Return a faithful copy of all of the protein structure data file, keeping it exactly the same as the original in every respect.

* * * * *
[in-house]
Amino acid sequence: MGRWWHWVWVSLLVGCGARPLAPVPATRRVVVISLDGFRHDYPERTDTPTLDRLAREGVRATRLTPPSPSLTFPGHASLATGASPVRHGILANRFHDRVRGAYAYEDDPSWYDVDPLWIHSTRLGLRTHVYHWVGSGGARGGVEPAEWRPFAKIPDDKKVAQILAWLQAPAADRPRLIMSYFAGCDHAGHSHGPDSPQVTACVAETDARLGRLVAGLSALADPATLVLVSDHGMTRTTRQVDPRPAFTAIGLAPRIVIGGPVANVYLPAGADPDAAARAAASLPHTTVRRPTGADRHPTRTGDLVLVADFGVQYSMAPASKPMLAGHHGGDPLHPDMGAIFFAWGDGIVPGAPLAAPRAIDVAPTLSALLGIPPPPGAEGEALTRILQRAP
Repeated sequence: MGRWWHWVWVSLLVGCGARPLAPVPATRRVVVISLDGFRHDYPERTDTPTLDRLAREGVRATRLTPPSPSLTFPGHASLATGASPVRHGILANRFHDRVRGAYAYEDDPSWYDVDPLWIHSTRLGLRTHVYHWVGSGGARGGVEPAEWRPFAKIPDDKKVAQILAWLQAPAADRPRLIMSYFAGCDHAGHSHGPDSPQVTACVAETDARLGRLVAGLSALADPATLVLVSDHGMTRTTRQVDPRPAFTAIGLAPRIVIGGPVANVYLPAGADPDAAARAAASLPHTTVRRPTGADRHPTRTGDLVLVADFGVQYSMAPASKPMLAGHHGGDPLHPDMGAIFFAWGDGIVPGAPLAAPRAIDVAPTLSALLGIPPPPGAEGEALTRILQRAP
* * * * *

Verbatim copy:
[in-house]
Amino acid sequence: MGRWWHWVWVSLLVGCGARPLAPVPATRRVVVISLDGFRHDYPERTDTPTLDRLAREGVRATRLTPPSPSLTFPGHASLATGASPVRHGILANRFHDRVRGAYAYEDDPSWYDVDPLWIHSTRLGLRTHVYHWVGSGGARGGVEPAEWRPFAKIPDDKKVAQILAWLQAPAADRPRLIMSYFAGCDHAGHSHGPDSPQVTACVAETDARLGRLVAGLSALADPATLVLVSDHGMTRTTRQVDPRPAFTAIGLAPRIVIGGPVANVYLPAGADPDAAARAAASLPHTTVRRPTGADRHPTRTGDLVLVADFGVQYSMAPASKPMLAGHHGGDPLHPDMGAIFFAWGDGIVPGAPLAAPRAIDVAPTLSALLGIPPPPGAEGEALTRILQRAP
Repeated sequence: MGRWWHWVWVSLLVGCGARPLAPVPATRRVVVISLDGFRHDYPERTDTPTLDRLAREGVRATRLTPPSPSLTFPGHASLATGASPVRHGILANRFHDRVRGAYAYEDDPSWYDVDPLWIHSTRLGLRTHVYHWVGSGGARGGVEPAEWRPFAKIPDDKKVAQILAWLQAPAADRPRLIMSYFAGCDHAGHSHGPDSPQVTACVAETDARLGRLVAGLSALADPATLVLVSDHGMTRTTRQVDPRPAFTAIGLAPRIVIGGPVANVYLPAGADPDAAARAAASLPHTTVRRPTGADRHPTRTGDLVLVADFGVQYSMAPASKPMLAGHHGGDPLHPDMGAIFFAWGDGIVPGAPLAAPRAIDVAPTLSALLGIPPPPGAEGEALTRILQRAP